Thursday Morning Various
- The Clarion Ledger ran an AP report on the Supreme Court’s decision to take the pardons case. In at least one way it’s a traditional C/L report, though: There are comments by Matt Steffey (According to the report, Steffey thought this a positive development. Interestingly, Jim Hood says that he thought so, too, saying: ”This is a good development.”). CNN– which has had a truck in Oxford and is apparently running a story on Anderson Cooper’s show tonight– reports the development along with details about Ozment, the pardonee served with process while in Wyoming. Reuters has a report that doesn’t add much other than confusing county court and circuit court (hint to Reuters: ”trial court” would have worked).
- Mitt Romney, divider not a uniter: ”I care about Americans. I’m not concerned about the very poor.” Yep, Mitt Romney said that, yesterday morning to Soledad O’Brien. It was one of those moments that make one think that, as smart as Romney seems to be, his people ought not let him unscripted near a microphone. He went on to dig in further, I mean, to explain (and, no, I don’t think saying “the poor have a safety net,” or that he’d fix it if it tore made it all right. He said the poor are covered so he doesn’t worry about them). Gail Collins in a NY Times op ed has more.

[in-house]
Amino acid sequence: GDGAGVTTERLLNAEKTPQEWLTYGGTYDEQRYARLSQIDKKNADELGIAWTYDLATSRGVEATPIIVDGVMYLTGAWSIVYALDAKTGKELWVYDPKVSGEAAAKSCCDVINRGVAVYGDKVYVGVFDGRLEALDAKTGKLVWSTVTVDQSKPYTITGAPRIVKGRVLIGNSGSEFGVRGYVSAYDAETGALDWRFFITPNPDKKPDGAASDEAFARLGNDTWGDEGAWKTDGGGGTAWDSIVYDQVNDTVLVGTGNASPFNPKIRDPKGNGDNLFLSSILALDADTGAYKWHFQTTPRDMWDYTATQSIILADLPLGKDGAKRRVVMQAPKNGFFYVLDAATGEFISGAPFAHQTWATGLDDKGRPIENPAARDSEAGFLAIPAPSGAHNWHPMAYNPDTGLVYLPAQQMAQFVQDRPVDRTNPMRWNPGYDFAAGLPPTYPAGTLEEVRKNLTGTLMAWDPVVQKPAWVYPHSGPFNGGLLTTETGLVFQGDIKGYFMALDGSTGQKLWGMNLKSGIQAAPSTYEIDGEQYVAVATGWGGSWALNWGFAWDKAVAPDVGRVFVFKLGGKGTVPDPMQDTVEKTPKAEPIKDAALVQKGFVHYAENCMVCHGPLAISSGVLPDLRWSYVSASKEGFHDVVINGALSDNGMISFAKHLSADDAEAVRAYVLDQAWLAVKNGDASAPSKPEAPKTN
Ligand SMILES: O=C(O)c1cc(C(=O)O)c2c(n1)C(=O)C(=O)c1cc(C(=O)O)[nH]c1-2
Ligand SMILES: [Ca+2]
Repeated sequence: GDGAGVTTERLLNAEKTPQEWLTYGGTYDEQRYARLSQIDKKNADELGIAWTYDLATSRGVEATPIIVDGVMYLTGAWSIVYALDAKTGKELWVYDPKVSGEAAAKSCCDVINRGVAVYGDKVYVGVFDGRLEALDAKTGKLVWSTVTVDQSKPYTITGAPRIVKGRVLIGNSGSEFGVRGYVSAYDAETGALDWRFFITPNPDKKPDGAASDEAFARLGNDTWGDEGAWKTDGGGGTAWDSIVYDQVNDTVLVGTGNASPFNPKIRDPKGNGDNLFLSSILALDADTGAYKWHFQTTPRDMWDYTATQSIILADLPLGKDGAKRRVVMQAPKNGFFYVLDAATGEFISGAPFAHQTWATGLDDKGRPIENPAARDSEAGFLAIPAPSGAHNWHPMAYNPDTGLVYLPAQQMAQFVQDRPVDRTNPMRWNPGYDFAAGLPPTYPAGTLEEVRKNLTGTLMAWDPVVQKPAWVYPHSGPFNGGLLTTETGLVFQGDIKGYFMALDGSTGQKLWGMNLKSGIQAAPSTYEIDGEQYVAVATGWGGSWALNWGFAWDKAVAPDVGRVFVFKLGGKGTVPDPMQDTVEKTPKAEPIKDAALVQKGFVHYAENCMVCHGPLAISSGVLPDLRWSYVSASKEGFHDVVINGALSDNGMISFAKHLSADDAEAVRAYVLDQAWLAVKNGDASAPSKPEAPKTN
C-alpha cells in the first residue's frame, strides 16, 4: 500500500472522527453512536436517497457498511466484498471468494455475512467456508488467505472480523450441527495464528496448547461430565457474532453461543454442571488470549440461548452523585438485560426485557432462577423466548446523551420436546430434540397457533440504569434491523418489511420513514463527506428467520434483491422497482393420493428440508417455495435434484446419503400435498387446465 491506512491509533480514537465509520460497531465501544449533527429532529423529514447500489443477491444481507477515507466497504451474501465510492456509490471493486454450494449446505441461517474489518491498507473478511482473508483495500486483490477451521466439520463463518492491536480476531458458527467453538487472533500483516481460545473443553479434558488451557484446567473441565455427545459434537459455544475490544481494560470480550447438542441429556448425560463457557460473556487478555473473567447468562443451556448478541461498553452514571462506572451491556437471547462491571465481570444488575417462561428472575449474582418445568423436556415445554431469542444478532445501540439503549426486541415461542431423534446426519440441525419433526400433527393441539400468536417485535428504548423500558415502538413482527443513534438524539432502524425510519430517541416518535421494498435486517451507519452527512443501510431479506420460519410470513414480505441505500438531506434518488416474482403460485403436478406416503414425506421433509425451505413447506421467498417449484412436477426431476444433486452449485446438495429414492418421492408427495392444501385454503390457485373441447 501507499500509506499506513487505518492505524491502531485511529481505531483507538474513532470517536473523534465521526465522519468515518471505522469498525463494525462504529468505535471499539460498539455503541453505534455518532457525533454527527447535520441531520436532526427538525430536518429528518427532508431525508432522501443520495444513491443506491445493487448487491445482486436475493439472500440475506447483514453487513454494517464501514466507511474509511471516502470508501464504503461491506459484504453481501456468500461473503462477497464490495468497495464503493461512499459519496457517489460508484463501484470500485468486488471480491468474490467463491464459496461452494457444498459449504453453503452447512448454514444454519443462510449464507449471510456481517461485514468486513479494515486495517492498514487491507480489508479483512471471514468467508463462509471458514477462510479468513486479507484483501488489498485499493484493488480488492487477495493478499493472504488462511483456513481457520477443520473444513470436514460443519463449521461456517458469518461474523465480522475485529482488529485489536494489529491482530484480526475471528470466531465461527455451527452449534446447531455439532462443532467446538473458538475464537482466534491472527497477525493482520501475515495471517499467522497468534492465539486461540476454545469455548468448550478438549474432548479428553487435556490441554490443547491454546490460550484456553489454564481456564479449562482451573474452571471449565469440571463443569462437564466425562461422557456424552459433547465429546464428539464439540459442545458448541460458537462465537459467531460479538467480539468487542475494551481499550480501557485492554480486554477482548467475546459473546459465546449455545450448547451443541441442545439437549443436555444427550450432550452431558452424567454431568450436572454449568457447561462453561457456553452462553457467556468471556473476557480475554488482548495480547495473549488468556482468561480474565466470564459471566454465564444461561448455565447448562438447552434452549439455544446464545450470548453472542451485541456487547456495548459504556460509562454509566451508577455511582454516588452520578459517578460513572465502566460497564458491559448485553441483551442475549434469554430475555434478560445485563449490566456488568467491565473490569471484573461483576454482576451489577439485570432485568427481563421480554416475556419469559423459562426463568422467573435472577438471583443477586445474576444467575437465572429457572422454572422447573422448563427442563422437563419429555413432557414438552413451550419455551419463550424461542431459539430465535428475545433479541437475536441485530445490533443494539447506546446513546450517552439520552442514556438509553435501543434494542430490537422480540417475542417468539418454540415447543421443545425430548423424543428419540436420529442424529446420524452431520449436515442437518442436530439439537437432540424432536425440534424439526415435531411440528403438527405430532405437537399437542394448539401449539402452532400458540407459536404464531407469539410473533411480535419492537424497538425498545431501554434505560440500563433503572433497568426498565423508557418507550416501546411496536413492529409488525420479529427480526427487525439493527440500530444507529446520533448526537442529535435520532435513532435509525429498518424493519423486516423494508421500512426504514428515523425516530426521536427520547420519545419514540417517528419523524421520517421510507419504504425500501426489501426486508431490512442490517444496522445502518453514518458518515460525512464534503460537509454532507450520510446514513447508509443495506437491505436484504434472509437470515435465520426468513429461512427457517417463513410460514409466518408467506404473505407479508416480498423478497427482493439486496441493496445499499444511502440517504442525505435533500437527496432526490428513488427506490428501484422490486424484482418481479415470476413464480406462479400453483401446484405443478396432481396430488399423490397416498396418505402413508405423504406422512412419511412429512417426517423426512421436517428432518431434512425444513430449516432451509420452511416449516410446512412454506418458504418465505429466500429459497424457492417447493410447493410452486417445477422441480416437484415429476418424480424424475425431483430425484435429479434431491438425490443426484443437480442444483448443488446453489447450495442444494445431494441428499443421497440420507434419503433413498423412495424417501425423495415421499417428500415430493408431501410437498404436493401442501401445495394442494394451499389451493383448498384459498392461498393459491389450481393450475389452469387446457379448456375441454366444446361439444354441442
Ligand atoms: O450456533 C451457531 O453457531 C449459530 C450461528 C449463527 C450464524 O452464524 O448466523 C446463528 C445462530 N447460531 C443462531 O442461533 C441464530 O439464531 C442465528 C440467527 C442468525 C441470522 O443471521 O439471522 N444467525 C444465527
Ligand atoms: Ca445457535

- Did you ever have the impression that Boar’s Head meats and cheese just came out of nowhere, sort of mysteriously? And they weren’t really as good as they were supposed to be? Well, you aren’t alone, and Slate has a bit of the story.
- In 1865, Col. P.H. Anderson of Tennessee wrote one of his former slaves, asking him to return to work for him. He apparently got a pretty memorable reply that was run in contemporary newspapers. Hilarious and worth reading.
- Clive Stafford Smith, the lawyer who handled death penalty cases across the south for years and is now at Reprieve in the UK, where he’s represented Guantanamo inmates and others, has written a new book (probably not available in the US yet) about the death penalty, focusing on a Florida case of his own. Here’s an interview.
- Michael Hasting’s book The Operator (worked up from his time with Gen. Stanley McChrystal) is on my to-read-soon pile. Now his interview of Julian Assage is in my online cue. h/t Lee.